Failure to Conduct the Correct Post-Formation Legal Issues for Your LLC

 

What does this mean?

If you have an LLC then you at least filed the right document with your state. But there’s a lot of other legal issues you still need to consider that many people overlook. In particular, three big things to think about are taxes (not just income, though); corporate formalities, and having the right licenses and permits.


Does this apply to me?

Yes. There’s at least a few post-formation legal issues that applies to everyone.


How could making this mistake destroy my business?

There’s probably hundreds of ways overlooking some of these mistakes could destroy your business. Each mistake is its own animal.


Overlooking certain taxes could cost you substantial fines and, worst-case scenario (although unlikely), imprisonment.


Forgetting corporate formalities could result in your business losing its liability protection. Or you could experience problems where a co-owner says you all agreed on something that you say isn’t true (but you have no documentation to prove otherwise).


And failing to have the right licenses and permits (federal, state and local) could result in you losing your entire business. Or, it could just be a small $50 fine. It depends.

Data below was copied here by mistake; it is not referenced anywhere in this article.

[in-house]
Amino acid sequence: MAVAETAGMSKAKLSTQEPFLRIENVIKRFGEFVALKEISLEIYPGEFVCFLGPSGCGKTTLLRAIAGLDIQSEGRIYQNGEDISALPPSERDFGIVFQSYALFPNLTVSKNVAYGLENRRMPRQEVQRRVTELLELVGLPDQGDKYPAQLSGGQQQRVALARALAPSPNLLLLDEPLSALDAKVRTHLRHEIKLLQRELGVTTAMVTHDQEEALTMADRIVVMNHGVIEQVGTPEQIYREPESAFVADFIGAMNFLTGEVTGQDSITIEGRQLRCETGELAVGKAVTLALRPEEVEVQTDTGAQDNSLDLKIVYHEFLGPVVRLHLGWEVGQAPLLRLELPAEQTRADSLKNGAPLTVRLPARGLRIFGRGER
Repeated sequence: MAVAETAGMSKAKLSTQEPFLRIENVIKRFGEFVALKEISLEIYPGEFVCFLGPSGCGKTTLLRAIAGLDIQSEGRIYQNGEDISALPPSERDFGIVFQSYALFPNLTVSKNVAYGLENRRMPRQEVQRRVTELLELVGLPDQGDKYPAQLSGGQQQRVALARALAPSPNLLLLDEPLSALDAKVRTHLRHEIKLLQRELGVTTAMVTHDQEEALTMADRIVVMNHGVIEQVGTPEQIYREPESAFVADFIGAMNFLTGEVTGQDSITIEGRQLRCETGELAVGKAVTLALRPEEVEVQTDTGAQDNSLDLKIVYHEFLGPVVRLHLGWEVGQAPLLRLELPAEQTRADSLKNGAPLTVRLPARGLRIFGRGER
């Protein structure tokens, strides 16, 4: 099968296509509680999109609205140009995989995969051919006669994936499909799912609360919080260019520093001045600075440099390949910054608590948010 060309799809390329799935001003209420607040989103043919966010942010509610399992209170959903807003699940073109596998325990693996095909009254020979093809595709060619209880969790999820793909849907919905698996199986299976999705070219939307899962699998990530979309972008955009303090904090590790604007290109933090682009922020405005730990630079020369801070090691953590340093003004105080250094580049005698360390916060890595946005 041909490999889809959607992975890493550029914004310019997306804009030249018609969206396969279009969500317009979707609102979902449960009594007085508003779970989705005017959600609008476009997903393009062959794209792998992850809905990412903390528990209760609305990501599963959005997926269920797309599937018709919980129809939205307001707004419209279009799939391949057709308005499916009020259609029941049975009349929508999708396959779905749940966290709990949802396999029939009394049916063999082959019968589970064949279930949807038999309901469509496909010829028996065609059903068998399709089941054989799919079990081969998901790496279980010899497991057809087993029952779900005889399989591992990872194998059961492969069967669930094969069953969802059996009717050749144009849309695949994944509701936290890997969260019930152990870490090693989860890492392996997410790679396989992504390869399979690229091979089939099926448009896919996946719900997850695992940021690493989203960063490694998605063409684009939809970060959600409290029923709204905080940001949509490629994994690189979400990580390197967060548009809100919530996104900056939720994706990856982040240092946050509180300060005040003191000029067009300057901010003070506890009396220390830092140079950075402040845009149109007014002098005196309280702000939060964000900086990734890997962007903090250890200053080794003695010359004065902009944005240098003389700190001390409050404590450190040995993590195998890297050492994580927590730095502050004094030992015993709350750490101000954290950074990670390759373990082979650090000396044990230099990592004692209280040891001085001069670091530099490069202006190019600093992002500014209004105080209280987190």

Actionable Takeaways

Because the list of legal issues is too numerous to cover in this blog, you should check out our actionable checklist of steps to take after organizing we’ve created to help you issue spot everything.

Download My Checklist

EXAMPLE

Will had a company that sold a product, Sales 4 Kidz. The product was a game for children that taught them how to be better salespeople. William started by selling the product to friends and family and a few local daycare centers. One of the children from the daycare center who was playing the product started choking on one of the money pieces and his parents sued Will and his LLC for negligent design of the product.

The Consumer Product Safety Commission, a federal agency, found out about all of this and sued WIll as well for failing to comply with the requirements necessary for children’s games. Then WIll’s city and state, Saint Louis and Missouri, found out Will hadn’t collected sales taxes and sued Will for back taxes and punitive fees. All these agencies could do this because Will was selling goods that needed to comply with the CPSC and needed to collect sales taxes when he sold his product.

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